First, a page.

It’s been 30 years now since I lost my excess 140 pounds, which is a wonderful thing. But I’ve come to know that the more important change I’ve made is the way I think and the way I am on the inside. The outside counts for something, but it’s not the end-all, be-all, and often times we can’t change those conditions we find ourselves in. What makes us better is deciding to love ourselves no matter what. We need that. And when we do that, sometimes we open the door to miracles.

Read my book and maybe a miracle will open for you!

Diet Drinks Shown Superior to Water For Weight Loss and Weight Control

Diet soda or water?

Diet soda or water?

I have been highly criticized for advocating the use of diet drinks (artificially sweetened zero-calorie drinks) and artificial sweeteners, and I’ve been maligned for contradicting claims that diet drinks actually interfere with permanent weight loss, adversely affecting metabolism and increasing hunger. Now there’s solid scientific proof that validates what I’ve been saying. New research published in the February 2016 scientific journal Obesity confirms that diet drinks are an effective tool for permanent weight loss.

A team of researchers from the University of Colorado, University of Florida and Temple University followed 303 overweight and obese people for a year, half of them instructed to drink at least 24 ounces of water per day (but no diet drinks) and half of them instructed to drink at least 24 ounces of diet drinks per day. At the end of the year, the researchers concluded that diet drinks were “superior for weight loss and weight maintenance” and that they “can be an effective tool for weight loss and maintenance within the context of a weight management program.”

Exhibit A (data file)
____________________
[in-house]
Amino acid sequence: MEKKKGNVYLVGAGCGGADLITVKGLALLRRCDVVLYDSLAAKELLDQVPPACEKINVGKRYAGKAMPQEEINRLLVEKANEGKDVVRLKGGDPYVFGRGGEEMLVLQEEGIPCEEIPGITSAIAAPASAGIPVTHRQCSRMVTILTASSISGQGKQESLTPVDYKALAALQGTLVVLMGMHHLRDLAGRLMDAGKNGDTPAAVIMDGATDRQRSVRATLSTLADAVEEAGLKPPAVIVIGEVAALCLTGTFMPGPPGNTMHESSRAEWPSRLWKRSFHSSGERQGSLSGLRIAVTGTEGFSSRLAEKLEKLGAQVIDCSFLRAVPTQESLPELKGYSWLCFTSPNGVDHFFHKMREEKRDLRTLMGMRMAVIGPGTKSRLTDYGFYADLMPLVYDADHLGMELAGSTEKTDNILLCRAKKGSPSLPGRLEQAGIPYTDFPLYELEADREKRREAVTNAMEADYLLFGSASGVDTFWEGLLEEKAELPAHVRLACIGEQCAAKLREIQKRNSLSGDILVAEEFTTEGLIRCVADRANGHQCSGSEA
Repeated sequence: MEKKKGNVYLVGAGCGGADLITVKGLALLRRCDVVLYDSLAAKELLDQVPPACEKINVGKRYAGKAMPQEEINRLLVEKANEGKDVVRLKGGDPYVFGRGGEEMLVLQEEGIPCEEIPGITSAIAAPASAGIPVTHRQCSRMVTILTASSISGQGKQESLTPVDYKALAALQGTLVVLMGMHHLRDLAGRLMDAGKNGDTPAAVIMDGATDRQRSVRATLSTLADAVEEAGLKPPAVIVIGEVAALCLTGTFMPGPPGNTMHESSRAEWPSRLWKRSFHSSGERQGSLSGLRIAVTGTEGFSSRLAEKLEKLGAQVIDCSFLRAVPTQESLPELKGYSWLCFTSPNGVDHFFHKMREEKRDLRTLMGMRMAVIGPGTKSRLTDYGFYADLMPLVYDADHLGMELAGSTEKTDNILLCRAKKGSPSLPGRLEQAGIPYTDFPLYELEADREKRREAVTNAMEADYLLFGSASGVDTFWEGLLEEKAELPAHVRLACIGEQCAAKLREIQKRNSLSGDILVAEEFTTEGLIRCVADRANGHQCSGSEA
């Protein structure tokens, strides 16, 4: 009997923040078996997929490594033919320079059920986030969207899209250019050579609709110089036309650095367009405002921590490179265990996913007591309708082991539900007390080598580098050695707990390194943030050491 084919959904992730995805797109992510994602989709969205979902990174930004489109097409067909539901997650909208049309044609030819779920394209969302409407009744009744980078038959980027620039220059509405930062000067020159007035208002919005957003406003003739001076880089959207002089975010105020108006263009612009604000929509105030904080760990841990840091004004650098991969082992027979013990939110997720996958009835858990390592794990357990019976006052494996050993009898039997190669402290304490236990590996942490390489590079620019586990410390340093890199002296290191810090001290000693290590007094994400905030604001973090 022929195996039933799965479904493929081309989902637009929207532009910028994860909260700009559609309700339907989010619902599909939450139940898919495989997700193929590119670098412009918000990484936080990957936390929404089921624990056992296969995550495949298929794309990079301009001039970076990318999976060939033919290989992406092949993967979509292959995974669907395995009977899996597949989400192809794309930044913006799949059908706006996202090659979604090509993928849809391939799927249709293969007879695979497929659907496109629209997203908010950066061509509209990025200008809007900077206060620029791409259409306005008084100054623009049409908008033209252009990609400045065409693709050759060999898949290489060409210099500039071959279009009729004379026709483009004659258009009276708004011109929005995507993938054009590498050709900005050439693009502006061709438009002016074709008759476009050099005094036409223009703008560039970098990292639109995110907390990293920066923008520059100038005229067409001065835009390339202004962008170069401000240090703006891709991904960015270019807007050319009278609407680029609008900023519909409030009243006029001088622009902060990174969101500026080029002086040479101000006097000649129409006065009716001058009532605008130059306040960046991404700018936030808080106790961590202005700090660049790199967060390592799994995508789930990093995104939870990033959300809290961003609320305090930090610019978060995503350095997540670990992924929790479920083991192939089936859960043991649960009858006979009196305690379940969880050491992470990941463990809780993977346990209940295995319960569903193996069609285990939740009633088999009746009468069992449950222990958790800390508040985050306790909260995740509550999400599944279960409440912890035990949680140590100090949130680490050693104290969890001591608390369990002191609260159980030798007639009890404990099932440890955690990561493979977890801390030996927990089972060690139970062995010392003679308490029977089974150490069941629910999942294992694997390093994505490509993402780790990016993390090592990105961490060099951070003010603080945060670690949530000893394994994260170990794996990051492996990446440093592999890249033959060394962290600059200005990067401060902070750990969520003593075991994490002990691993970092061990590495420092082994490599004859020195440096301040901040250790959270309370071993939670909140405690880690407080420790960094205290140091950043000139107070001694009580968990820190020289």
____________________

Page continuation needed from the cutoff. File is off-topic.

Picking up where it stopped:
For years I have strongly recommended diet drinks, along with the behavioral techniques I used for my own 140 pound loss, now maintained for 30 years. I and my patients have reported that diet drinks are a big help for permanent weight loss and been scolded for it. But we were right all along.

Among the findings:

1) During the initial 12-week weight loss period, the diet drinkers lost over 50% more than the water drinkers.

2) During the 40-week maintenance period, the water drinkers regained more than twice as much as the diet drinkers, so that at the end of the study, the diet drinkers lost almost 3 times as much as the water drinkers, and avoided the big regain.

3) Waist circumference in both groups decreased, but the diet drinkers lost significantly more girth than the water drinkers.

4) The diet drinkers experienced a significant reduction in systolic blood pressure while the water drinkers saw no change.

5) Subjects in the water group reported feeling significantly more hunger while the diet drink group reported no increase in hunger.